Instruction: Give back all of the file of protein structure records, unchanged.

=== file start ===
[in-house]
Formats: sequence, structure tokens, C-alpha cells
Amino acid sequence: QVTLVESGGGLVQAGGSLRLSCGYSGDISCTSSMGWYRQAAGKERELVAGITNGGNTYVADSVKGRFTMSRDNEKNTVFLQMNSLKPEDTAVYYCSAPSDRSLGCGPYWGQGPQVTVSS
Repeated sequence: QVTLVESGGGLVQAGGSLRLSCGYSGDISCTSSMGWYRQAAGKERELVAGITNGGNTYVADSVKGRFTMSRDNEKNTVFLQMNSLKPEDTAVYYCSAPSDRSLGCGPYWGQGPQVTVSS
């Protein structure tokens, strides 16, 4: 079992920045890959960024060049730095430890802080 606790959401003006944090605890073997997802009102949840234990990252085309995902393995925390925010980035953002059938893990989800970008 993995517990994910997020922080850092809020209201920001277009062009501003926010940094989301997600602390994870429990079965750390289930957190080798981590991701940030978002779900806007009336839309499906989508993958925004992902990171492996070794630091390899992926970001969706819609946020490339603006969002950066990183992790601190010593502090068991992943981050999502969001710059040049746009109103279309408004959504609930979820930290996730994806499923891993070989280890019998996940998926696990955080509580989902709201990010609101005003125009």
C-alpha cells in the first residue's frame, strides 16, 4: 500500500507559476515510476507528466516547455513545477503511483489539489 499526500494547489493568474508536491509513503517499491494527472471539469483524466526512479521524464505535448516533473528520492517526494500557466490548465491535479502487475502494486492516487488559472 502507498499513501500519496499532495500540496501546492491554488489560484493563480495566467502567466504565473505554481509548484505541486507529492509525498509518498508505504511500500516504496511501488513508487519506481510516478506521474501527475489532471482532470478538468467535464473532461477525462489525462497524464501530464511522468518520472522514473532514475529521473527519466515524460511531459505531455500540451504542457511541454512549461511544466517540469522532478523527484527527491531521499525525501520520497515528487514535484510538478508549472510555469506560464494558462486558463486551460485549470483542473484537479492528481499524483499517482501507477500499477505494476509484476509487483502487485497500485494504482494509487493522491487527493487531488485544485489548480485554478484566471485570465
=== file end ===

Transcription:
[in-house]
Formats: sequence, structure tokens, C-alpha cells
Amino acid sequence: QVTLVESGGGLVQAGGSLRLSCGYSGDISCTSSMGWYRQAAGKERELVAGITNGGNTYVADSVKGRFTMSRDNEKNTVFLQMNSLKPEDTAVYYCSAPSDRSLGCGPYWGQGPQVTVSS
Repeated sequence: QVTLVESGGGLVQAGGSLRLSCGYSGDISCTSSMGWYRQAAGKERELVAGITNGGNTYVADSVKGRFTMSRDNEKNTVFLQMNSLKPEDTAVYYCSAPSDRSLGCGPYWGQGPQVTVSS
């Protein structure tokens, strides 16, 4: 079992920045890959960024060049730095430890802080 606790959401003006944090605890073997997802009102949840234990990252085309995902393995925390925010980035953002059938893990989800970008 993995517990994910997020922080850092809020209201920001277009062009501003926010940094989301997600602390994870429990079965750390289930957190080798981590991701940030978002779900806007009336839309499906989508993958925004992902990171492996070794630091390899992926970001969706819609946020490339603006969002950066990183992790601190010593502090068991992943981050999502969001710059040049746009109103279309408004959504609930979820930290996730994806499923891993070989280890019998996940998926696990955080509580989902709201990010609101005003125009």
C-alpha cells in the first residue's frame, strides 16, 4: 500500500507559476515510476507528466516547455513545477503511483489539489 499526500494547489493568474508536491509513503517499491494527472471539469483524466526512479521524464505535448516533473528520492517526494500557466490548465491535479502487475502494486492516487488559472 502507498499513501500519496499532495500540496501546492491554488489560484493563480495566467502567466504565473505554481509548484505541486507529492509525498509518498508505504511500500516504496511501488513508487519506481510516478506521474501527475489532471482532470478538468467535464473532461477525462489525462497524464501530464511522468518520472522514473532514475529521473527519466515524460511531459505531455500540451504542457511541454512549461511544466517540469522532478523527484527527491531521499525525501520520497515528487514535484510538478508549472510555469506560464494558462486558463486551460485549470483542473484537479492528481499524483499517482501507477500499477505494476509484476509487483502487485497500485494504482494509487493522491487527493487531488485544485489548480485554478484566471485570465